Nick Herbert
Nothing in this world is so mysterious as the human mind. Where does our ordinary perceptual experience come from? How do our minds--mere spirits--move muscles? And where do our minds go in deep sleep, under general anesthesia and at the moment of death?

In the past three hundred years science has made immense progress in comprehending the physical universe at all scales from quark to quasar. But the inner life of humans (let alone other conscious beings) is still an intellectual black hole. It's not that we possess bad, partial or flawed theories of the inner life. We have no such theories at all. Instead we possess only vague fantasies, philosophical hunches, and diffuse, speculative, untestable guesses. We do not even have any BAD THEORIES OF MIND. Make no mistake. We enter the new millenium at the kindergarten, sandbox stage of a true science of inner life.

Two major conjectures dominate scientific discussion about the nature of mind: 1) mind is an "emergent feature" of certain complex biological systems; 2) mind is the "software" controlling the brain's computer-like hardware. "Elemental Mind" explores a third hypothesis,that--far from being a rare occurrence in complex biological or computational systems-- mind is a fundamental process in its own right, as widespread and deeply embedded in nature as light or electricity.

"Elemental Mind" surveys what we know about the mind's outer dwelling place and certain tentative maps we have made of our own inner experiences. EM develops criteria for a true science of mind and shows how important such a science will be not only for science but for philosophy and religion. But the real meat of the book consists of descriptions of tentative pioneer proposals concerning possible ways consciousness might manifest as an elementary force in nature.

Two approaches are particularly stressed: those that stem from Einstein's special relativity theory-- such as the notions of Jean Charon and of James Culbertson--and those based on extensions of quantum theory--such as the ideas of John von Neuman, Sir John Eccles and Henry Stapp. An entire chapter is devoted to Culbertson's little-known spacetime reductive materialism (SRM) hypothesis: one of the few mind models that actually tries to explain the fine details of inner experience such as what goes on in the world to make the experience of red different from the experience of green. Of this chapter Culbertson has commented: "Nick, you understand my theory better than I do."

Most of the book is devoted to quantum theories of mind. Three features of quantum theory are especially suggestive for understanding how mind might enter matter at the quantum level. Coincidentally, these three features--randomness, thinglessness, and interconnectedness--were precisely the features that Albert Einstein, one of quantum theory's founding fathers, found so bizarre that he could not accept them. These three Einstein-abhorred features, however, have continued to play an increasingly important role in quantum thinking; quantum connectedness in particular has been securely confirmed by recent experiments motivated by the famous theorem of Irish physicist John Bell. "Elemental Mind" makes a plausible case from biological, psychological, and parapsychological evidence that these three features of supposedly inert matter are the external signs of three basic features of mind: free will, essential ambiguity, and deep psychic connectedness.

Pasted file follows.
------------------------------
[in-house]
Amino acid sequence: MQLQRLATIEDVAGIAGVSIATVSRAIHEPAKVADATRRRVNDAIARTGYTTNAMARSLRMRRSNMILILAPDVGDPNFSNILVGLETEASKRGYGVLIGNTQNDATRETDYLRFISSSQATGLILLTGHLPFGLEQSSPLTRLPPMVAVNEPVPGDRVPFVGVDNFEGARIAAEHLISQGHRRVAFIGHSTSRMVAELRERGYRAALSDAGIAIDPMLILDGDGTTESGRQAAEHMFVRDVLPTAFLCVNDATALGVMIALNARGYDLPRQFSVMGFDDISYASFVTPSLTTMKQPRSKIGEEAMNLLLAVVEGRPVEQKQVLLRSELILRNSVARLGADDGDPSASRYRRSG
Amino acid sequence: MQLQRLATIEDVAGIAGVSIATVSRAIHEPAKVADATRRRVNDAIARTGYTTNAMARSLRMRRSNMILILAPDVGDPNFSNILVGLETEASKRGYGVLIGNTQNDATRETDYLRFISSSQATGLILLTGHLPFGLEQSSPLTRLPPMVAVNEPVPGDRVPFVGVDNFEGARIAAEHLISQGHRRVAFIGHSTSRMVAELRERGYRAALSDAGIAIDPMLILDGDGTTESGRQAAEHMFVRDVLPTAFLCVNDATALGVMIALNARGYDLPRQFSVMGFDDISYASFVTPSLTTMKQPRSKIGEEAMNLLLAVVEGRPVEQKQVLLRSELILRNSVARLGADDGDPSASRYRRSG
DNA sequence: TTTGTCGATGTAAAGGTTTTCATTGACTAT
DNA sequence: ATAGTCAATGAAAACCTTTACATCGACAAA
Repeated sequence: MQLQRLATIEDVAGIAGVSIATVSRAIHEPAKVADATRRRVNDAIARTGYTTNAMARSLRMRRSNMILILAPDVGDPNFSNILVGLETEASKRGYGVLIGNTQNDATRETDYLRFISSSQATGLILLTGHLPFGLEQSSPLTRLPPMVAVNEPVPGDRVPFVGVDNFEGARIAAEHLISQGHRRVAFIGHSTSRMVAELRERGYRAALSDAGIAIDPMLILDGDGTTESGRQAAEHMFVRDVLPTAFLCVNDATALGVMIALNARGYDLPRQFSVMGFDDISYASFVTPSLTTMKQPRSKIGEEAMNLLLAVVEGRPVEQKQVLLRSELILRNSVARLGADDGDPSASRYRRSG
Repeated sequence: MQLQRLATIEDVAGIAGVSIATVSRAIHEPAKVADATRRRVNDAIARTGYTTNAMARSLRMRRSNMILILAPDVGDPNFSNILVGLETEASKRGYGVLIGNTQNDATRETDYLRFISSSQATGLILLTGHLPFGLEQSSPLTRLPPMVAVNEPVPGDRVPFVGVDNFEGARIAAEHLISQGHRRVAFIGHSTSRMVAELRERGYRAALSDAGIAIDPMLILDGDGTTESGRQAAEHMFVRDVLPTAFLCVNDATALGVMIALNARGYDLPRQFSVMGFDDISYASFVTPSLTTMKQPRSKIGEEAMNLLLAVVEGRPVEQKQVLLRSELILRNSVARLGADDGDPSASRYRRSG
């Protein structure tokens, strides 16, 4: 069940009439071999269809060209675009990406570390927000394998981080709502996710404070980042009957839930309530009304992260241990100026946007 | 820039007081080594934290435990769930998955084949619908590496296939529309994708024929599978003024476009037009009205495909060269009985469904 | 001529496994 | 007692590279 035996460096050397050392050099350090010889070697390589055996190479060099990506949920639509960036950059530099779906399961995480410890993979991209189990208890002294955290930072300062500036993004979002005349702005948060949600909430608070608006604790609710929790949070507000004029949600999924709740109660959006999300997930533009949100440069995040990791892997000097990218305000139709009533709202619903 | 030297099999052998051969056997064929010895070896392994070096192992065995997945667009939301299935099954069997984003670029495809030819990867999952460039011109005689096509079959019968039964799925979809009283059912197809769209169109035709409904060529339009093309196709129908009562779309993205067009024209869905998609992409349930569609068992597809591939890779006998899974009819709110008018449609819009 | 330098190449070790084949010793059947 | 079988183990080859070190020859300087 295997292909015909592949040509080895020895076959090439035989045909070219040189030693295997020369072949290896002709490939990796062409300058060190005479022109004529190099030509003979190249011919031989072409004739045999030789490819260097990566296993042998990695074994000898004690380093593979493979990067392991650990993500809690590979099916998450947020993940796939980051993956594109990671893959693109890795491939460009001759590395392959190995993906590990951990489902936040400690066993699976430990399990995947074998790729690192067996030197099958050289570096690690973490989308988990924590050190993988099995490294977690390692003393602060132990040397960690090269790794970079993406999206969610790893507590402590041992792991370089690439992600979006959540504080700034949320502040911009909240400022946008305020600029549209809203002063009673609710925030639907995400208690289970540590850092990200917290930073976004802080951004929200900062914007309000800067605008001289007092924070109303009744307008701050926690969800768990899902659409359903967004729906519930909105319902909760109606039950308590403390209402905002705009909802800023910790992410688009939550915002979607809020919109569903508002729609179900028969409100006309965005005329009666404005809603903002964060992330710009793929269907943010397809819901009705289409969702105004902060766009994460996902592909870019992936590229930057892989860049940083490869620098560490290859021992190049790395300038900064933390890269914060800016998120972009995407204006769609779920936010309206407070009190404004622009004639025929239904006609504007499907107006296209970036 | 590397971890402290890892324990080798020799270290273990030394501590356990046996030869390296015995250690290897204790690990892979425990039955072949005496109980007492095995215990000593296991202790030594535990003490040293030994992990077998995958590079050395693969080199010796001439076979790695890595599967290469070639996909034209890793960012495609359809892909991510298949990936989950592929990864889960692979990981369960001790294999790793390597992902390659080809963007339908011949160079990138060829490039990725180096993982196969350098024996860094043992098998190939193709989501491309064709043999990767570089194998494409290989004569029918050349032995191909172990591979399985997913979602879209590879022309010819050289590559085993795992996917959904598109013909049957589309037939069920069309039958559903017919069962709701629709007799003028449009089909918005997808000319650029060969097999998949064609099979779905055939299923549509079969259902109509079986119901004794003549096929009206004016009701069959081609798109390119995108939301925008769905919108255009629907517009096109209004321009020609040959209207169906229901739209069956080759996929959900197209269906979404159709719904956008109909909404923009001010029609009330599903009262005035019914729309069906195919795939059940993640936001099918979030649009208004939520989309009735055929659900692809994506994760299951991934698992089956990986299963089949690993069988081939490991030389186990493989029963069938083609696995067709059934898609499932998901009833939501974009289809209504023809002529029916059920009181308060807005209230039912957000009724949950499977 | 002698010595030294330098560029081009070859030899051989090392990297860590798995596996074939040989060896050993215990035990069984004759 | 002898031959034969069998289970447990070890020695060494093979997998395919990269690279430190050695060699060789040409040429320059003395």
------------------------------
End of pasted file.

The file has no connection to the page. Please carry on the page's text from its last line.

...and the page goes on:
Elegantly written and startlingly original, "Elemental Mind" offers a fresh approach to the riddle of consciousness, which has challenged philosophers and scientists for centuries. Its implications are nothing short of revolutionary.

"Quantum possibilities contribute in a significant way to the gross motion of matter in only two situations: when the energy of the interaction is small, as in the case of atoms or molecules, and in "quantum razor" situations where the system's possibility wave is split into two or more disjoint parts, each having drastically different experimental consequences, such as Dr. Schreodinger's legendary live/dead cat."

"The passage of a quantum system from the thingless world of vibratory quantum possibilities into the ordinary world of fixed actualities takes place in two stages, which we might call "reality construction of the first and second kinds". Reality construction of the first kind consists of the choice of a measurement context. This choice, under the control of the observer, cause the formerly seamless quantum wave world to split into a family of definite possibilities.Reality creation of the second kind (also called "collapse of the wave function" or "quantum jump") occurs when one of these possibilities becomes an actual fact."

"One of the major mistakes of the medieval philosophers was their underestimation of the size of the physical world. This cozy earth, the seven celestial spheres, plus Dante's concentric circles of Hell: that was the full extent of the universe in the medieval imagination. No one at that time even dreamed of other solar systems, let alone galaxies like dust clouds in a vast room billions of light-years in diameter. I believe that modern mind scientists are making this same medieval mistake by vastly underestimating the quantity of consciousness in the universe. If mind is a fundamental force in nature, we might someday realize that the quality and quantity of sentient life inhabiting just this room may exceed the physical splendor of the entire universe of matter."